Here's How Much a StingRay Cell Phone Surveillance Tool Costs
It's a rare look into the pricing and packaging of the cellphone surveillance tech.
Rochester Police Department in New York responded to our Cell Site Simulator Census with a rare look into the pricing and packaging of the cellphone surveillance tech: a completely unredacted quote list of Harris Corporation products.
Police departments and federal agencies alike are remarkably secretive about cell site simulator details—important information like pricing, components that are sold with the devices, how the devices are actually operated, has been withheld from the public due to law enforcement fears that this investigative tool will be compromised.
With this document though, we can see much more clearly how Harris sells the controversial devices. It seems that the devices are often sold in packages, like the StingRay II (a more powerful, updated version of your typical StingRay) Vehicular System. This comes with equipment for operating a StingRay from a patrol vehicle and three different kinds of Harris' Harpoon signal amplifiers. A laptop, three kinds of software for accessing different types of cellular networks, and an AmberJack cellphone tracker are also included for a grand total of $148,000.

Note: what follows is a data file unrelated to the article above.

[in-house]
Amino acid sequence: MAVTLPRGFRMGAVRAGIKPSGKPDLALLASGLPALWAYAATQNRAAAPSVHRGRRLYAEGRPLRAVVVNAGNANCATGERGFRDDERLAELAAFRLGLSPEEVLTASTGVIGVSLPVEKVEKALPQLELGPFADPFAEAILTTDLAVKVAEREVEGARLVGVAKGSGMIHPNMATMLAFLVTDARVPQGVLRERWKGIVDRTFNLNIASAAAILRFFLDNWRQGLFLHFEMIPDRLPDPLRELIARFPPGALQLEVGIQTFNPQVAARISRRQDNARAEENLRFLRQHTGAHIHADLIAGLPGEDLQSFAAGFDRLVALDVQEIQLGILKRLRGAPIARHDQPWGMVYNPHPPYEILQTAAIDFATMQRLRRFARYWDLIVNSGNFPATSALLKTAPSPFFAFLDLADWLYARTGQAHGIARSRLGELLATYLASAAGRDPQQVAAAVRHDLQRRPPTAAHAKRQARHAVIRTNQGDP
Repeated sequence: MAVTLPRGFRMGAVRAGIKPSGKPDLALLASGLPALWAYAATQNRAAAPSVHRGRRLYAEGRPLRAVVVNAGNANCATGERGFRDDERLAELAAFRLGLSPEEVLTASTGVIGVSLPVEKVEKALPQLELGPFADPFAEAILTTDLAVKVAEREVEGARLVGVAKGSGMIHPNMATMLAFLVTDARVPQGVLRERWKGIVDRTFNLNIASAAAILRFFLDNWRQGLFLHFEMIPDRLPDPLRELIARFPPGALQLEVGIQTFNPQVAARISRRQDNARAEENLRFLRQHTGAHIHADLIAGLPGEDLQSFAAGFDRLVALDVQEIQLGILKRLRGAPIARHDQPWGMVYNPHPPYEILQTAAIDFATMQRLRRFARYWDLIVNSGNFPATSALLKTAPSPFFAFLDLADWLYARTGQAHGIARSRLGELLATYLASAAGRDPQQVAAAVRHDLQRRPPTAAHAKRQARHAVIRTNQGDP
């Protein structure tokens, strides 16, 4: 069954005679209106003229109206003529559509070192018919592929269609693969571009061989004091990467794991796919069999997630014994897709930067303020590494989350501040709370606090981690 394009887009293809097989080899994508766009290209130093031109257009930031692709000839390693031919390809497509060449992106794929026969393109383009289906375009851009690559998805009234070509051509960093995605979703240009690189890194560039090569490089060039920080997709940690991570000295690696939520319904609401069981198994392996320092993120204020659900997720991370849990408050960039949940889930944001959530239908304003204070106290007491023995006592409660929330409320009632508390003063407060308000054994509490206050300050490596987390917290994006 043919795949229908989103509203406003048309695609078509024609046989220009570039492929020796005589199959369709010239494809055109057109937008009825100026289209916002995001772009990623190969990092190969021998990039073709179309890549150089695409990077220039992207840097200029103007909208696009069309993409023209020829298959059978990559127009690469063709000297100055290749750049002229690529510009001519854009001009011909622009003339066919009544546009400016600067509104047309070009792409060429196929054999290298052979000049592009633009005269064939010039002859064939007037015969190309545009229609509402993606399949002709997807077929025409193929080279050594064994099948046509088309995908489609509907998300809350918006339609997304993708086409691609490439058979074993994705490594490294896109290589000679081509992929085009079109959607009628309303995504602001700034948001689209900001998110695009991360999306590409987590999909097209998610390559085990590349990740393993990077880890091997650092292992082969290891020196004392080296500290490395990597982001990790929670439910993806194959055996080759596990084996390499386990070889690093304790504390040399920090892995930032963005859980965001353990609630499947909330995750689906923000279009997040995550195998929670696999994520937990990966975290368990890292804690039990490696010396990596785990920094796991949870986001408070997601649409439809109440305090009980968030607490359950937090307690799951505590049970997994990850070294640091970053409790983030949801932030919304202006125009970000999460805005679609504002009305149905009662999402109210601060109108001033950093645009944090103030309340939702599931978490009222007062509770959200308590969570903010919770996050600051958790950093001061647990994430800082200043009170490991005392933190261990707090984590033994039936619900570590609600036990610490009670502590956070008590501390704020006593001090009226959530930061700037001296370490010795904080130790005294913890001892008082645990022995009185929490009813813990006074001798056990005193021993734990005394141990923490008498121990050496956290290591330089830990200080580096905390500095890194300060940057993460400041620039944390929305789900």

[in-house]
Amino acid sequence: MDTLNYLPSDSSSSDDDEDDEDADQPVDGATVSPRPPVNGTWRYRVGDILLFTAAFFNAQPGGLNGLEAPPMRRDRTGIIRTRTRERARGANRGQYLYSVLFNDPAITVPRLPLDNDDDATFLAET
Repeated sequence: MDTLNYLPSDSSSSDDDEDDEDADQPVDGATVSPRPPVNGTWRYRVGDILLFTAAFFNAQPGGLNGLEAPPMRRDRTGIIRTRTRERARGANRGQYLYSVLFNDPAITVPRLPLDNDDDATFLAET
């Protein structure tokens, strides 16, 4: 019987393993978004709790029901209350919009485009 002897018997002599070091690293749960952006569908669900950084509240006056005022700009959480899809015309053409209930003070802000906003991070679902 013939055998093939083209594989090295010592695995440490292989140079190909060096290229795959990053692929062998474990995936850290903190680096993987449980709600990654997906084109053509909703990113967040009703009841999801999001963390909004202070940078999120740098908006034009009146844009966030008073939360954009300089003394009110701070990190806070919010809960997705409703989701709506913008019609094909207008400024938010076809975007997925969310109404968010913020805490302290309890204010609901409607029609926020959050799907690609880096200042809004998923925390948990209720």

The KingFish package, Harris Corporations smaller, mobile version of the StingRay, sells for $157,000.
It's the KingFish that the Rochester PD had sprung for, opting for everything but the laptop.
These packages also come with the option of a training package, costing $12,000, and a one year maintenance package that will cost $169,000 if your department decided to splurge for the whole line of Harris' products (this was 2011 so the 4G network cell site simulator the HailStorm wasn't released yet.) Training isn't included interestingly enough, so police departments are more or less forced to pay for training on these complicated and powerful devices.
Technical aspects of cell site simulators are not easy to come by, so it is very interesting that in the fine print at the bottom one can see some of the specifications required to run these devices. The StingRay and Kingfish can be run out of a car's cigarette lighter, while the StingRay II requires a 2000W power inverter. That is hungrier for power than almost any household appliance, save a dryer or oven.
As far as we can tell this is the first time a completely unredacted quote list like this has turned up. If you have seen this document or one like it let us know at firstname.lastname@example.org. A copy of the non-disclosure agreement RPD signed with the FBI, also unredacted, is embedded below, and the rest can found on the request page.
A version of this story was originally published on MuckRock.